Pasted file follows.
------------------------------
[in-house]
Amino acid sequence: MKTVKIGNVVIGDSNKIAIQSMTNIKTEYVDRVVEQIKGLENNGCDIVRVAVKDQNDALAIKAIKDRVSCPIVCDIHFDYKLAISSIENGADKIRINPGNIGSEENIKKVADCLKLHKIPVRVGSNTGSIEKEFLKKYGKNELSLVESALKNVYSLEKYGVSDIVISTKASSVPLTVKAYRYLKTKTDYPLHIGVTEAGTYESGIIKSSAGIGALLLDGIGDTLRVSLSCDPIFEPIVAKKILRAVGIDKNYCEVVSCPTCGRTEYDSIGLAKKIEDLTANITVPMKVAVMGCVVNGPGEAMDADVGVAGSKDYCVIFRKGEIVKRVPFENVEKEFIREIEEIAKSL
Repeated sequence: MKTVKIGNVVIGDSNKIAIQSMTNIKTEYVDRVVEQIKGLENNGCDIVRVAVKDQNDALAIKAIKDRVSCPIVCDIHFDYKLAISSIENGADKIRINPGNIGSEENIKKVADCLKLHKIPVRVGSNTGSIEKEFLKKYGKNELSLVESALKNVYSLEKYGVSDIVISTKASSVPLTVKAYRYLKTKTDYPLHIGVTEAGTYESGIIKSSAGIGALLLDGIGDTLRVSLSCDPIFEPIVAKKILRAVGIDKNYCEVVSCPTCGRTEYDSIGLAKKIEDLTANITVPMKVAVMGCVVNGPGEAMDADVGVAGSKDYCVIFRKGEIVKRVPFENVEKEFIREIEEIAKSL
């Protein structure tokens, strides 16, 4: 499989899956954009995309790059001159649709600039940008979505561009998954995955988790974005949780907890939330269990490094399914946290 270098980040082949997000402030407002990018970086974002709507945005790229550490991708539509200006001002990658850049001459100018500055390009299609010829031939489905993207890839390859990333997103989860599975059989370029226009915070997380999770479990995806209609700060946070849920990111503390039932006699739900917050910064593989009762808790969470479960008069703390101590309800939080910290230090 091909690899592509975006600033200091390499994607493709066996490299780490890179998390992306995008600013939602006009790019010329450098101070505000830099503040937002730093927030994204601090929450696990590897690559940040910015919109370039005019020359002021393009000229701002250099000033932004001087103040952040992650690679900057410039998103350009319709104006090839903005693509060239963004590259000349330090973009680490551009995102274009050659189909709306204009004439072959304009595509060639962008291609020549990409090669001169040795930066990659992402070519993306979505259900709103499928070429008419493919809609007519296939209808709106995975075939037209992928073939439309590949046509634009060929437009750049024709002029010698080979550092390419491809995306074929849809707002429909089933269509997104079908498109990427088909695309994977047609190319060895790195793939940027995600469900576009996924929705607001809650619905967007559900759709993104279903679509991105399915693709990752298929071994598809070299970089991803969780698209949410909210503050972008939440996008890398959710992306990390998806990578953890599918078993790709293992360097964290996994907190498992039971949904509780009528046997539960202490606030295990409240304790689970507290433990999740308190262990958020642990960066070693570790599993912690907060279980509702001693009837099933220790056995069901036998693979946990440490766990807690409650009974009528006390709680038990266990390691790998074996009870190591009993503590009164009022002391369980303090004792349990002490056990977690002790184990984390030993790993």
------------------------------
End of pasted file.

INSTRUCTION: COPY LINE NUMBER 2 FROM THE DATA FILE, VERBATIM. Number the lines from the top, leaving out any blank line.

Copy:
Amino acid sequence: MKTVKIGNVVIGDSNKIAIQSMTNIKTEYVDRVVEQIKGLENNGCDIVRVAVKDQNDALAIKAIKDRVSCPIVCDIHFDYKLAISSIENGADKIRINPGNIGSEENIKKVADCLKLHKIPVRVGSNTGSIEKEFLKKYGKNELSLVESALKNVYSLEKYGVSDIVISTKASSVPLTVKAYRYLKTKTDYPLHIGVTEAGTYESGIIKSSAGIGALLLDGIGDTLRVSLSCDPIFEPIVAKKILRAVGIDKNYCEVVSCPTCGRTEYDSIGLAKKIEDLTANITVPMKVAVMGCVVNGPGEAMDADVGVAGSKDYCVIFRKGEIVKRVPFENVEKEFIREIEEIAKSL